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calf

more about calf

calf


  3  definitions  found 
 
  From  Webster's  Revised  Unabridged  Dictionary  (1913)  [web1913]: 
 
  Calf  \Calf\,  n.;  pl  {Calves}.  [OE.  calf,  kelf,  AS  cealf;  akin 
  to  D.  kalf,  G.  kalb,  Icel.  k[=a]lfr,  Sw  kalf,  Dan.  kalv, 
  Goth.  kalb[=o];  cf  Skr.  garbha  fetus,  young,  Gr  ?????,  Skr 
  grabh  to  seize,  conceive,  Ir  colpa,  colpach  a  calf. 
  [root]222.] 
  1.  The  young  of  the  cow,  or  of  the  Bovine  family  of 
  quadrupeds.  Also  the  young  of  some  other  mammals,  as  of 
  the  elephant,  rhinoceros,  hippopotamus,  and  whale. 
 
  2.  Leather  made  of  the  skin  of  the  calf;  especially,  a  fine, 
  light-colored  leather  used  in  bookbinding;  as  to  bind 
  books  in  calf. 
 
  3.  An  awkward  or  silly  boy  or  young  man;  any  silly  person;  a 
  dolt.  [Colloq.] 
 
  Some  silly,  doting,  brainless  calf.  --Drayton. 
 
  4.  A  small  island  near  a  larger;  as  the  Calf  of  Man. 
 
  5.  A  small  mass  of  ice  set  free  from  the  submerged  part  of  a 
  glacier  or  berg,  and  rising  to  the  surface.  --Kane. 
 
  6.  [Cf.  Icel.  k[=a]lfi.]  The  fleshy  hinder  part  of  the  leg 
  below  the  knee. 
 
  {Calf's-foot  jelly},  jelly  made  from  the  feet  of  calves.  The 
  gelatinous  matter  of  the  feet  is  extracted  by  boiling,  and 
  is  flavored  with  sugar,  essences,  etc 
 
  From  WordNet  r  1.6  [wn]:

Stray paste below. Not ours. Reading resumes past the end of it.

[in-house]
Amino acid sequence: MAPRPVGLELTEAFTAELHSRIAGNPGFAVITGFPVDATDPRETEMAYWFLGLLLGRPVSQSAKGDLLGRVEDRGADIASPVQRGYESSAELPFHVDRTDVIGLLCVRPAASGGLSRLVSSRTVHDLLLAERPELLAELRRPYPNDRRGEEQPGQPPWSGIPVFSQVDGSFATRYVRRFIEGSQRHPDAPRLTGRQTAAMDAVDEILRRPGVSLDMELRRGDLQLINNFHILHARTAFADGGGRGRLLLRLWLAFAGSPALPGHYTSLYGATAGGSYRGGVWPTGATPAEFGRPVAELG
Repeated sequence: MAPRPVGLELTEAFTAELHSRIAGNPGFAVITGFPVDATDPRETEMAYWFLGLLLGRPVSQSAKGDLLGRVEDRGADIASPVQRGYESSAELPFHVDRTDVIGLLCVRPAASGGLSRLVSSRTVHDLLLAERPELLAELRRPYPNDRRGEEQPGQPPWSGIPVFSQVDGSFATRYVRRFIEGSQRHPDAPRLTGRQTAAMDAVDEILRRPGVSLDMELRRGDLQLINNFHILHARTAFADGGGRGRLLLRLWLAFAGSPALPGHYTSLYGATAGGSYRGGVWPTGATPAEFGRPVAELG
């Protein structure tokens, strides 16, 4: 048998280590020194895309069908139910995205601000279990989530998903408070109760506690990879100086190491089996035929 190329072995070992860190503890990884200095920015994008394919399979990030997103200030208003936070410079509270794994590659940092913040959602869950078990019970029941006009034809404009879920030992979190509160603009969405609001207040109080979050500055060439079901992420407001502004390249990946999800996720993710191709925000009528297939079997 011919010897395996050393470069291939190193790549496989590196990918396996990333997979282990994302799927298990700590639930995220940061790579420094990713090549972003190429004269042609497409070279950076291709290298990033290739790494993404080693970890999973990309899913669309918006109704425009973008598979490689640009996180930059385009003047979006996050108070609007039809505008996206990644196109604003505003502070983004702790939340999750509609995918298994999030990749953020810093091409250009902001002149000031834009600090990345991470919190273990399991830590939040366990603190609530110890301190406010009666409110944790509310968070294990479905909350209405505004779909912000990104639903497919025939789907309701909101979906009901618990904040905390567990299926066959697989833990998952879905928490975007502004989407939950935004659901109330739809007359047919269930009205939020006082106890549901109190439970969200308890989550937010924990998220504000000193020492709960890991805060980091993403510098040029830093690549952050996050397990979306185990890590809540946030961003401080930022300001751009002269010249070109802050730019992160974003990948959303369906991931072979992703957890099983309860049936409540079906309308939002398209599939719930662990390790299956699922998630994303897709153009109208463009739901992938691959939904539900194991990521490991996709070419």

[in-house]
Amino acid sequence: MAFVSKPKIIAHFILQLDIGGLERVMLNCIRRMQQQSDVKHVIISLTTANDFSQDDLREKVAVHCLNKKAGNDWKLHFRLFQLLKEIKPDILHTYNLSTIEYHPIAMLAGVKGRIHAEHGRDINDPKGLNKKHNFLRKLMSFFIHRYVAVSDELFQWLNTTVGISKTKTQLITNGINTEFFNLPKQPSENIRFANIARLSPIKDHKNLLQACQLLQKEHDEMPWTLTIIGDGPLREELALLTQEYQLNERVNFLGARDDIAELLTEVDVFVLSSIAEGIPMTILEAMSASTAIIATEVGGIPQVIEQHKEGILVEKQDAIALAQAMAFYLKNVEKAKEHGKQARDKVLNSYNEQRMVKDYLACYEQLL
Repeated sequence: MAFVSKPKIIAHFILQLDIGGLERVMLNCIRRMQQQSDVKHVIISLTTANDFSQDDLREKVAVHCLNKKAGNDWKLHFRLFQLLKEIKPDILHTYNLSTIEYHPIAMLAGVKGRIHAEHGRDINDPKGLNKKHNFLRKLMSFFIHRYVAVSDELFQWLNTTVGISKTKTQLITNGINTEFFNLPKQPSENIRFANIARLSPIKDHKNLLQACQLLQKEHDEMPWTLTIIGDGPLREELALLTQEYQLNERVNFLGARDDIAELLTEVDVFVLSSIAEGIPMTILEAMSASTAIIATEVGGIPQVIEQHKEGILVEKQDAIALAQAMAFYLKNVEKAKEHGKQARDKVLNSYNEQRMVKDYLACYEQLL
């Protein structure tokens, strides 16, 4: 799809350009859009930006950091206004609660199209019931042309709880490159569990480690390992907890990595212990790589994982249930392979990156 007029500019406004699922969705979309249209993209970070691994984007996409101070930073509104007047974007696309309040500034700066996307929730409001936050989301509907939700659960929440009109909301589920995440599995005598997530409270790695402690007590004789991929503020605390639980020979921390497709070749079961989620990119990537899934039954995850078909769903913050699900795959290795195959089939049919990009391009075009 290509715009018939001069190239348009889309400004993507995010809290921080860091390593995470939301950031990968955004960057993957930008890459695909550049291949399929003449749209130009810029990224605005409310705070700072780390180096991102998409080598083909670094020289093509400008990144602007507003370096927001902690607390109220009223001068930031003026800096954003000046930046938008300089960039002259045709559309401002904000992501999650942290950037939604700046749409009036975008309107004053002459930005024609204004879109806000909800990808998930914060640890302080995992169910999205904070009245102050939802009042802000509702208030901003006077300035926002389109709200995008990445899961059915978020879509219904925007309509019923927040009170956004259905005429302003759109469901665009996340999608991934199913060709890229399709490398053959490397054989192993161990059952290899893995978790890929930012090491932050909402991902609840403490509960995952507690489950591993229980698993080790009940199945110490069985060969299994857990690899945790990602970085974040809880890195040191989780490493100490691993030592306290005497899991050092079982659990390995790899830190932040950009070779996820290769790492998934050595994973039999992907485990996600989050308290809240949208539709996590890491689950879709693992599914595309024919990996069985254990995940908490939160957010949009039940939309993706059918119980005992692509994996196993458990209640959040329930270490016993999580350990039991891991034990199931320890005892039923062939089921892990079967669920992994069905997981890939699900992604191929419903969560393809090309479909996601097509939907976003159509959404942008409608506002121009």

calf 
  n  1:  young  of  domestic  cattle 
  2:  the  muscular  back  part  of  the  shank  [syn:  {sura}] 
  3:  fine  leather  from  the  skin  of  a  calf  [syn:  {calfskin}] 
  4:  young  of  various  large  placental  mammals  e.g.  whale  or 
  giraffe  or  elephant  or  buffalo 
 
  From  Easton's  1897  Bible  Dictionary  [easton]: 
 
  Calf 
  Calves  were  commonly  made  use  of  in  sacrifices,  and  are 
  therefore  frequently  mentioned  in  Scripture.  The  "fatted  calf" 
  was  regarded  as  the  choicest  of  animal  food;  it  was  frequently 
  also  offered  as  a  special  sacrifice  (1  Sam.  28:24;  Amos  6:4; 
  Luke  15:23).  The  words  used  in  Jer.  34:18,  19,  "cut  the  calf  in 
  twain,"  allude  to  the  custom  of  dividing  a  sacrifice  into  two 
  parts  between  which  the  parties  ratifying  a  covenant  passed 
  (Gen.  15:9,  10,  17,  18).  The  sacrifice  of  the  lips,  i.e., 
  priase,  is  called  "the  calves  of  our  lips"  (Hos.  14:2,  R.V.,  "as 
  bullocks  the  offering  of  our  lips."  Comp.  Heb.  13:15;  Ps  116:7; 
  Jer.  33:11). 
 
  The  golden  calf  which  Aaron  made  (Ex.  32:4)  was  probably  a 
  copy  of  the  god  Moloch  rather  than  of  the  god  Apis,  the  sacred 
  ox  or  calf  of  Egypt.  The  Jews  showed  all  through  their  history  a 
  tendency  toward  the  Babylonian  and  Canaanitish  idolatry  rather 
  than  toward  that  of  Egypt. 
 
  Ages  after  this  Jeroboam,  king  of  Israel,  set  up  two  idol 
  calves,  one  at  Dan,  and  the  other  at  Bethel,  that  he  might  thus 
  prevent  the  ten  tribes  from  resorting  to  Jerusalem  for  worship 
  (1  Kings  12:28).  These  calves  continued  to  be  a  snare  to  the 
  people  till  the  time  of  their  captivity.  The  calf  at  Dan  was 
  carried  away  in  the  reign  of  Pekah  by  Tiglath-pileser,  and  that 
  at  Bethel  ten  years  later  in  the  reign  of  Hoshea,  by 
  Shalmaneser  (2  Kings  15:29;  17:33).  This  sin  of  Jeroboam  is 
  almost  always  mentioned  along  with  his  name  (2  Kings  15:28 
  etc.). 
 




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